Christine Frazer sat in a dining room chair in her driveway with a lifetime of belongings strewn across the yard of the south DeKalb home where she has lived for the past 18 years.
Frazer, 62, fought back tears as she watched family members and activists from Occupy Atlanta sort and pack her belongings after an early morning eviction May 2.
“I’ve been in this home 18 years,” Frazer said. “My daughter was raised here. My husband died here. My grandson came home here. This is my home.”
DeKalb County sheriff’s deputies blocked off her neighborhood at 3 a.m. to serve the writ of possession.
“We anticipated Occupy Atlanta being there so we prepared for it in number as well in the time,” said Sgt. Adrion Bell, a spokesman for the DeKalb County Sheriff’s Office.
Deputies encountered only one Occupy Atlanta supporter outside the residence in a tent, Bell said. The man complied when asked to pack up and leave the property.
When deputies received no answer to knocks on the door, they used a waiting locksmith to enter the home.
“It was literally a nightmare to have someone come to my home,” Frazer said. In the home at the time were Frazer, her 85-year-old mother, 25-year-old daughter and 3-year-old grandson.
“At 3 in the morning, where are you going to go [for] a hotel?” Frazer asked. “How are you going to get a U-Haul for your stuff? How are you going to get storage for your stuff?”
When Dianne Mathiowetz, an Occupy Atlanta supporter, arrived at scene at approximately 7 a.m. she commented, “This entire street was lined with DeKalb Sheriff’s cars. There were cops everywhere.”
“It took hours to [clean] this large house out,” Mathiowetz said.
“This is just a total violation of even the heartless eviction policy that exists,” Mathiowetz said. “This is beyond heartless. This goes to almost terrorism that a family would get no advance notice that this eviction was going to take place.”
Frazer’s attorney, Joshua Davis, said his client was treated “like she was some type of drug dealer, some type of criminal. It makes no sense.”
The timing of the eviction is when thieves come “to rob you, to take your livelihood and that’s essentially what they’ve done,” Davis said. “They took [Frazer’s] livelihood and put it out on the street.”
The early morning eviction is “absurd,” Davis said. “These things have to be addressed. If there are not particular laws addressing [it], there needs to be laws addressing these issues.”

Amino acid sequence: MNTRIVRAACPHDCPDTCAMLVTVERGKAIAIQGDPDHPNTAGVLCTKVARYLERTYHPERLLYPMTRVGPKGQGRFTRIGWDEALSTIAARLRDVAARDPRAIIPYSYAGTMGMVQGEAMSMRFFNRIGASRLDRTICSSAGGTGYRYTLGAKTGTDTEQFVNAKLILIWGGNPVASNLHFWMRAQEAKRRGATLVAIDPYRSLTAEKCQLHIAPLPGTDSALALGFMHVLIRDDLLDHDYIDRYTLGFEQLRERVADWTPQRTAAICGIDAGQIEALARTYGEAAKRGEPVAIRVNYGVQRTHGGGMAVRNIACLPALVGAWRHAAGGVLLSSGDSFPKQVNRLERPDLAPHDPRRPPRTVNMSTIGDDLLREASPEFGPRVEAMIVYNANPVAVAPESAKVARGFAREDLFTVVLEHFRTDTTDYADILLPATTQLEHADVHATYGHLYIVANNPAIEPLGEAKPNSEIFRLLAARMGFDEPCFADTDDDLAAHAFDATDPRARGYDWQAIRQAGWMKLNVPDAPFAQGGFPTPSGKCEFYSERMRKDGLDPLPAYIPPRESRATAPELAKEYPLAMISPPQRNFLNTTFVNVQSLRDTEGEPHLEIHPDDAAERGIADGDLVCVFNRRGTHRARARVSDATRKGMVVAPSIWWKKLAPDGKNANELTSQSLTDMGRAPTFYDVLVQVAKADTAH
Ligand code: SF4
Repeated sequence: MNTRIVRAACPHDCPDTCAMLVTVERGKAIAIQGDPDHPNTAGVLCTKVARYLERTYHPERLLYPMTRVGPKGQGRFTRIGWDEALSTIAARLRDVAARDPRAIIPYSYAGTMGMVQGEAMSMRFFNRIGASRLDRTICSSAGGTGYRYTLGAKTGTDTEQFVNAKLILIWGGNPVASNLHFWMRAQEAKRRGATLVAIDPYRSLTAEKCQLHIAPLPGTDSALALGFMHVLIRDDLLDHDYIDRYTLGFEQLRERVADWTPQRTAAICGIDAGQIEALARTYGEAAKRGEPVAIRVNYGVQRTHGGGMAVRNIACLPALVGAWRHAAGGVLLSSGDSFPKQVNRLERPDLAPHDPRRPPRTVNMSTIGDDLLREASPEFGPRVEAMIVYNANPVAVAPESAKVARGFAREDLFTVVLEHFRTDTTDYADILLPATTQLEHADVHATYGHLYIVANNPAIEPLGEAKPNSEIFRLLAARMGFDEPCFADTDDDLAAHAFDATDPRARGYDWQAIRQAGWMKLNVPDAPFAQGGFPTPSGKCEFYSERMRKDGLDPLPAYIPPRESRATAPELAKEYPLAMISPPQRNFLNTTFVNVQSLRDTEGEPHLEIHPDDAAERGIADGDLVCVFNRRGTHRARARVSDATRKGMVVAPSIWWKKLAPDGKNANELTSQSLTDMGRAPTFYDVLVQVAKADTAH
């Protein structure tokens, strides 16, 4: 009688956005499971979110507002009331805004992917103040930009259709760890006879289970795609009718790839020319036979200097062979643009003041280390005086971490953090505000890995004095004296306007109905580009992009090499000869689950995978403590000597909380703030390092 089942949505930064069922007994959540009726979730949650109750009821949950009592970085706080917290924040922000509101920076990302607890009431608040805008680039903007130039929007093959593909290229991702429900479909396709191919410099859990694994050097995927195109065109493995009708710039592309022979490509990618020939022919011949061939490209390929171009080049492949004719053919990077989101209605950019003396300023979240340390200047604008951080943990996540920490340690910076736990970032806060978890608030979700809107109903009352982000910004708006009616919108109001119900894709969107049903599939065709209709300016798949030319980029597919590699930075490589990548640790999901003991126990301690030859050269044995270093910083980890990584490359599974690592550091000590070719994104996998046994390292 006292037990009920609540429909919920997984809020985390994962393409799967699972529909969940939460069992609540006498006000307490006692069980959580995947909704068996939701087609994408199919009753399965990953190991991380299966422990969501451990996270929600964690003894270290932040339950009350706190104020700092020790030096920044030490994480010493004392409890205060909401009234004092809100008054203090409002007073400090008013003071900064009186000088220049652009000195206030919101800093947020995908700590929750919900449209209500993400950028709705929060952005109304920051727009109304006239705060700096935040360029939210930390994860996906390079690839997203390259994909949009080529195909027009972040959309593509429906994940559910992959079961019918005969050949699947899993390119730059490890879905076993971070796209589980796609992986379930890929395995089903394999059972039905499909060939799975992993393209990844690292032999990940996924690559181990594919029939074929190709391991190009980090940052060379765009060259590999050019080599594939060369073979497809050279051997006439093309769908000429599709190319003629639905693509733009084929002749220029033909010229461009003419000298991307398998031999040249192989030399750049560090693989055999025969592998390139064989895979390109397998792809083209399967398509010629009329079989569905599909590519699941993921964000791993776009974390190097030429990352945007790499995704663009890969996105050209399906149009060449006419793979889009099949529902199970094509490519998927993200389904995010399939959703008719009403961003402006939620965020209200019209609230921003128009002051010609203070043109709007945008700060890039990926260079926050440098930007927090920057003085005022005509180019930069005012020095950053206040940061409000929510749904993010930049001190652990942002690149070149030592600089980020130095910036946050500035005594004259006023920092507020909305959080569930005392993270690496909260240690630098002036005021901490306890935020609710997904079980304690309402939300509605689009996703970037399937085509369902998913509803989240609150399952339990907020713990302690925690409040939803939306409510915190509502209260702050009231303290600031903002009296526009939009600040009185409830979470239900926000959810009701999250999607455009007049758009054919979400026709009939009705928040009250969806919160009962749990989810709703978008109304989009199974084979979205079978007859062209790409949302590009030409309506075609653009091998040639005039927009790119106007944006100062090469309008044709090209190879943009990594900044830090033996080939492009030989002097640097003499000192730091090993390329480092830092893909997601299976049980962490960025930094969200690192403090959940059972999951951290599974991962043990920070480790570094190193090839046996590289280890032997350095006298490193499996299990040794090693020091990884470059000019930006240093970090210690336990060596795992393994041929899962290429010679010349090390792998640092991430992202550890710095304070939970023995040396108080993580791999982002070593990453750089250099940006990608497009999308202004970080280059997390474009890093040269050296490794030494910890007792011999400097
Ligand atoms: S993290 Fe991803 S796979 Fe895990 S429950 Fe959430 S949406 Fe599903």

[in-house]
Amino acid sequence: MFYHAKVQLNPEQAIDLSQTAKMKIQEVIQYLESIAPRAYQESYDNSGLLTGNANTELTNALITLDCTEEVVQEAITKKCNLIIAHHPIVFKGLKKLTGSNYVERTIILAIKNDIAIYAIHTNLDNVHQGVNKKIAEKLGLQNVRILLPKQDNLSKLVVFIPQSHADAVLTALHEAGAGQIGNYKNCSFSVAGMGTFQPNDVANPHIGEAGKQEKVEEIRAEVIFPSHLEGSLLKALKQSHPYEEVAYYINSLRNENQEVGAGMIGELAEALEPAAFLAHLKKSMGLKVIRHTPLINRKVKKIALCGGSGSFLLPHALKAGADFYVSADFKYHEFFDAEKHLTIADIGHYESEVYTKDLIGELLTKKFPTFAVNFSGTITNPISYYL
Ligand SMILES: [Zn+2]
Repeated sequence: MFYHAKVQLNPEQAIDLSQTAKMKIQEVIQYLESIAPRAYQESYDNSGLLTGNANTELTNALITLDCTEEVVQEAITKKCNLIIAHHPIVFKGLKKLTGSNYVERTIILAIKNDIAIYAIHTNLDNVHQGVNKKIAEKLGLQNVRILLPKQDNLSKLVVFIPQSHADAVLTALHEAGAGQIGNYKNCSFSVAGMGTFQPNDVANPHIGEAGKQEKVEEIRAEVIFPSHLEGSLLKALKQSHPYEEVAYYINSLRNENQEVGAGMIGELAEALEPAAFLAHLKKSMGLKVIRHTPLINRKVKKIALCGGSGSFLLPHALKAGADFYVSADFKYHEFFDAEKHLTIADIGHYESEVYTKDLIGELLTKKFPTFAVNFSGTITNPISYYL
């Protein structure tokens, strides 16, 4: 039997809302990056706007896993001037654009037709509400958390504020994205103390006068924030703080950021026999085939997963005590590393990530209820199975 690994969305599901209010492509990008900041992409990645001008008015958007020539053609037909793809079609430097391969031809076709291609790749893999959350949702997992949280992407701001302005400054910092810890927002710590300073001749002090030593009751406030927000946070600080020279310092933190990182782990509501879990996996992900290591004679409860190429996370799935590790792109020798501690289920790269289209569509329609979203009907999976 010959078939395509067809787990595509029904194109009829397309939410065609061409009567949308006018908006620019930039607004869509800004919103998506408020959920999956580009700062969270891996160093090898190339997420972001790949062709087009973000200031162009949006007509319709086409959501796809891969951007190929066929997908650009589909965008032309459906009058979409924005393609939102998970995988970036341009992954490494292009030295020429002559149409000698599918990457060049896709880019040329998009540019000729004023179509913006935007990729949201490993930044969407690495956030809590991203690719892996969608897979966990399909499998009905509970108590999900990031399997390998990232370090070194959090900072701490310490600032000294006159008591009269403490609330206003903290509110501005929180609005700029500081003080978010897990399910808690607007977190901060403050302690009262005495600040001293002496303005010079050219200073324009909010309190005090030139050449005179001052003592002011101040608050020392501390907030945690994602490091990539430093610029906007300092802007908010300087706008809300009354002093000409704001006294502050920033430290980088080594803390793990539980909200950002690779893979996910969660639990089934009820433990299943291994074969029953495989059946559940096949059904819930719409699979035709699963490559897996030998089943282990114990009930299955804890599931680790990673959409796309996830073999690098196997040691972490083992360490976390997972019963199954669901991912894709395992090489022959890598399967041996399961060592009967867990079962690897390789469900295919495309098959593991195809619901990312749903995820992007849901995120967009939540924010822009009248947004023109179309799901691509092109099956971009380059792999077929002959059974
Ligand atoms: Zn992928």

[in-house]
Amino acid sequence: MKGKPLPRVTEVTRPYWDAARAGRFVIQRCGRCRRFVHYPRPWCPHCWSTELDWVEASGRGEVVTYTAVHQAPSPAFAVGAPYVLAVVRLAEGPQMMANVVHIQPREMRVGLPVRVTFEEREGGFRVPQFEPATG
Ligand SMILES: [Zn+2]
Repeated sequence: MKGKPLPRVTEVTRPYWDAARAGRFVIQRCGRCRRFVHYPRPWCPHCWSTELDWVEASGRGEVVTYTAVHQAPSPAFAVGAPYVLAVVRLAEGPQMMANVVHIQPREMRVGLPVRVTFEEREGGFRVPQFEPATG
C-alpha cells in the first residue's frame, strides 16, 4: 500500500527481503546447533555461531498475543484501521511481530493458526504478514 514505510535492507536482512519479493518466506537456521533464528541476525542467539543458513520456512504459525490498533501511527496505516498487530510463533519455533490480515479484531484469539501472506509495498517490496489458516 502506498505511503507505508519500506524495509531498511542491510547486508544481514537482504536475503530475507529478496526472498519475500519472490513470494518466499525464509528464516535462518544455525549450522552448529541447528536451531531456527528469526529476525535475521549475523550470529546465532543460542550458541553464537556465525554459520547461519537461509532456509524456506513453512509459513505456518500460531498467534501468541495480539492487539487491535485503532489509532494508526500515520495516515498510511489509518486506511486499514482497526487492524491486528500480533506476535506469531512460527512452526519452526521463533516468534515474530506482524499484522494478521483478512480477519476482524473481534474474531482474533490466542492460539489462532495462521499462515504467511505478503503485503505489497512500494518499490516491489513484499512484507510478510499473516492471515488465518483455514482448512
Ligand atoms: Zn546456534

Bell said evictions can occur at any time.
“There is no time limit day or night,” Bell said. “We were well within our legal rights.”
Sheriff Thomas Brown was at the scene “to make sure everything went well,” Bell said. “We wanted to make sure that we used caution and avoided any kind of confrontation with [Occupy Atlanta].”
Davis said he has never had a client evicted while there was a pending court action. Davis has filed a lawsuit on behalf of Frazer against Investors One Corporation, the company that claims to own the loan and is attempting to evict the family from the home.
Davis is challenging the assignment of the mortgage to Investors One after the mortgage changed companies three times in six months.
“We are disagreeing with whether or not Investors One had the right to foreclose and own this home and… evict my client,” Davis said. “That has not been dealt with. The judge has not ruled on it. And it’s still going on as we speak.”
For entrepreneur Frazer, financial misfortunes began in 2002 when her husband Leroy died. The couple owned a ladies’ clothing store, a moving company and two houses. Since her husband’s death, she has filed for Chapter 13 bankruptcy several times.
Frazer said the mortgage company would not work with her at all. The company said she owed them $145,000 plus another $30,000 in fees and penalties.
“That same document said the current market value of this home is $40,000,” Frazer said.
“They even told me at one point that they were trying to get a loan modification if I could come up with $20,000,” Frazer said. “I wouldn’t have defaulted on my loan if I had 20 grand. Be for real.”
Davis said he hopes Frazer’s battle to keep her home raises awareness about the foreclosure process.
“This situation is not known to just Mrs. Frazer,” Davis said. “It happens all over this state, all over this country. People are being set out every day.”
“I have a lawsuit in place,” Frazer said. “They’re not supposed to do this until after the lawsuit is settled. They didn’t wait. That sounds like a gestapo state to me. Somebody has to do something, and something soon, because this is just the tip of the iceberg if something isn’t put in place immediately.
“I may be the first [to be evicted] at 3 a.m., but I may not be the last unless something is put in place to stop this kind of act,” Frazer said.
When Frazer was asked where her family would be staying now that she has been evicted, she broke into tears and said, “That’s a good question.”